Local resident Val Jarvis fears many eligible voters across the Highlands will be left unable to cast their ballot in October’s municipal election after three of the County’s four lower-tier townships elected to scrap paper tally voting in favour of phone and internet voting.
A retired OPP officer, Jarvis said she has dedicated her life to upholding citizen rights.
She recently submitted a petition to Dysart et al, containing signatures from 403 County residents, calling on the municipality to reinstate in-person paper ballot voting.
The same petition was sent to Minden Hills, Algonquin Highlands and Highlands East.
All four townships made the decision last spring to embrace technology and transition to a new way of voting. Minden Hills, while offering phone and internet voting, also elected to maintain paper ballot voting for October’s election.
“Using computer and telephone technology will not only make future voting confusing and possibly out of reach for most folks, but, just as important, it will eliminate the checks and balances that we have come to trust,” Jarvis said. “I, and many others, would like to see a return to a paper ballot.”
The petition was received by Dysart et al council July 26.
It was noted the deadline to make any changes to the election process, including how votes are to be conducted, passed in May. Dysart clerk Mallory Bishop outlined the process, stating voters would receive an information package with a unique personal numeric passcode.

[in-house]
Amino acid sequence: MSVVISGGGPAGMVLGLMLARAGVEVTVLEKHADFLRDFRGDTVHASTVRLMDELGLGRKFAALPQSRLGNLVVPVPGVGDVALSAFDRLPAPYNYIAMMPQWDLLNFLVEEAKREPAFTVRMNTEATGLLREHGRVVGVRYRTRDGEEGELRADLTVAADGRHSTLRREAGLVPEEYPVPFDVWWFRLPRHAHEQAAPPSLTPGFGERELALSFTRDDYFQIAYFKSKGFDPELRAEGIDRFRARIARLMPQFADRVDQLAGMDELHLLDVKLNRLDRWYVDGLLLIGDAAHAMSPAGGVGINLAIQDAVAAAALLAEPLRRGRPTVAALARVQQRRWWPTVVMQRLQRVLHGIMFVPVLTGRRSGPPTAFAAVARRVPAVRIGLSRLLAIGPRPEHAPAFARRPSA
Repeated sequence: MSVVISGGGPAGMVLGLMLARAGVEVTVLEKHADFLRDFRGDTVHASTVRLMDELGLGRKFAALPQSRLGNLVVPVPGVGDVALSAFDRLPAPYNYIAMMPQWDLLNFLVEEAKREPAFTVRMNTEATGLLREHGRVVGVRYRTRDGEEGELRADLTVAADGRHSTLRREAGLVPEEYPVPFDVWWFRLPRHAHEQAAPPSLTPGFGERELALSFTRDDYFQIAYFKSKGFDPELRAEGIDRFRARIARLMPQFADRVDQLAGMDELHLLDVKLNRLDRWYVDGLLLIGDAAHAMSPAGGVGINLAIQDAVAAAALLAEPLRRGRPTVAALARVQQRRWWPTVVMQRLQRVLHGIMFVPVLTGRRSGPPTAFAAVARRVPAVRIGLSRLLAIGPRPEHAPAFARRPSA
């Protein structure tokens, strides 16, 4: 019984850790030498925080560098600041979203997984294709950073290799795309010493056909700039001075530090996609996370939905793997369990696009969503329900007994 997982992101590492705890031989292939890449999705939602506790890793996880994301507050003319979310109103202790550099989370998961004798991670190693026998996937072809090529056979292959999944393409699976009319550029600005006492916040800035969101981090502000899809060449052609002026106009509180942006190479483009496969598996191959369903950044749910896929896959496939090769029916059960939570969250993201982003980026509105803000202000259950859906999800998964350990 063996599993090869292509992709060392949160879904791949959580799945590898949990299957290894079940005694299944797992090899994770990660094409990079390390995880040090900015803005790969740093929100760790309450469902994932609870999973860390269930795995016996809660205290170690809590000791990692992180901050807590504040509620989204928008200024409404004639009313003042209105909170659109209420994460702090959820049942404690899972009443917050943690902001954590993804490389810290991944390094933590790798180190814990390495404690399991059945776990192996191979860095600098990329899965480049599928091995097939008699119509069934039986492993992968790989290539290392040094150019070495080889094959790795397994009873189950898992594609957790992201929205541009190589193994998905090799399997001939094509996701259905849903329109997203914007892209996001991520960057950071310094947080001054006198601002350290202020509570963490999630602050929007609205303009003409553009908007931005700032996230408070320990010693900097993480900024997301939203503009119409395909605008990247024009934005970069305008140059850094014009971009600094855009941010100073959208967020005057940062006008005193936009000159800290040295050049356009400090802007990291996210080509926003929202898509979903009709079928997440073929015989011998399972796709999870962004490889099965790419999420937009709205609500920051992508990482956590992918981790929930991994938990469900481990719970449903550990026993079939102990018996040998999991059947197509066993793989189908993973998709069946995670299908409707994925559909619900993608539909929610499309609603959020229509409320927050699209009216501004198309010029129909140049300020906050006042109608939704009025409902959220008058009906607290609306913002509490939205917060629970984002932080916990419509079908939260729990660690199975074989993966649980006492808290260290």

When logging on to the website, they enter their PIN and answer a security question.
They can then vote, review and confirm. With telephone voting, people call a toll-free number, enter their PIN, and follow a touch-tone menu to cast their ballot. In her report to council April 27, 2021, Bishop said this new system would bring many benefits to voters and the township, including increased accessibility for persons with disabilities, seniors and seasonal residents; a lengthier voting window; better privacy; a reduction in election costs; less chance for errors or spoiled ballots; immediate results and improved engagement with young voters.
Jarvis felt many of those perceived benefits could also be seen as negatives.
She feels older residents who don’t use a computer or have poor cell reception will be left without an option to vote, while noting past issues with the voter list and distribution of voting packages could lead to some residents not receiving their unique PIN numbers.
She also suggested it would be much easier to manipulate votes via the phone and internet system.
While she realizes it’s too late to make any change for October’s vote, she hopes this petition will have an impact on future decisions in Haliburton County.
“If we have to have phone and internet voting, then so be it, but I think it’s important we reinstate paper ballot voting,” Jarvis said. “It’s a system that’s worked for many, many years. There are lots of people who just don’t do technology… They need to have an option too.”
With files from Lisa Gervais.